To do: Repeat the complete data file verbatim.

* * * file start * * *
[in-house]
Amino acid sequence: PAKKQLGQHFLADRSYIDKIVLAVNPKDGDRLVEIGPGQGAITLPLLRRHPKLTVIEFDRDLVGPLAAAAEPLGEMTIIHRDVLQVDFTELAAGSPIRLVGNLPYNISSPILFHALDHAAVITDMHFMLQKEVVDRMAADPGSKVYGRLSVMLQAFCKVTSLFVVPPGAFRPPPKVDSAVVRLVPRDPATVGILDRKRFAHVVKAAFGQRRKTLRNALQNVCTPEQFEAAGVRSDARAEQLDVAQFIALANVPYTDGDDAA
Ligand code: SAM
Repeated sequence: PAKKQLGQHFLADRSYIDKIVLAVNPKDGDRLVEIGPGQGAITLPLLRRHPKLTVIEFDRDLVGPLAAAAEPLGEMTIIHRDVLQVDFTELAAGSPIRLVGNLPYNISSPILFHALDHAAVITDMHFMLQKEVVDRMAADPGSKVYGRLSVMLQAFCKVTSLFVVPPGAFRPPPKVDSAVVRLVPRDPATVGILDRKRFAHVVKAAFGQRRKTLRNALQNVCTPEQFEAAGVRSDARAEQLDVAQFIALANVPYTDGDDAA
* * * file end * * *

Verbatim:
[in-house]
Amino acid sequence: PAKKQLGQHFLADRSYIDKIVLAVNPKDGDRLVEIGPGQGAITLPLLRRHPKLTVIEFDRDLVGPLAAAAEPLGEMTIIHRDVLQVDFTELAAGSPIRLVGNLPYNISSPILFHALDHAAVITDMHFMLQKEVVDRMAADPGSKVYGRLSVMLQAFCKVTSLFVVPPGAFRPPPKVDSAVVRLVPRDPATVGILDRKRFAHVVKAAFGQRRKTLRNALQNVCTPEQFEAAGVRSDARAEQLDVAQFIALANVPYTDGDDAA
Ligand code: SAM
Repeated sequence: PAKKQLGQHFLADRSYIDKIVLAVNPKDGDRLVEIGPGQGAITLPLLRRHPKLTVIEFDRDLVGPLAAAAEPLGEMTIIHRDVLQVDFTELAAGSPIRLVGNLPYNISSPILFHALDHAAVITDMHFMLQKEVVDRMAADPGSKVYGRLSVMLQAFCKVTSLFVVPPGAFRPPPKVDSAVVRLVPRDPATVGILDRKRFAHVVKAAFGQRRKTLRNALQNVCTPEQFEAAGVRSDARAEQLDVAQFIALANVPYTDGDDAA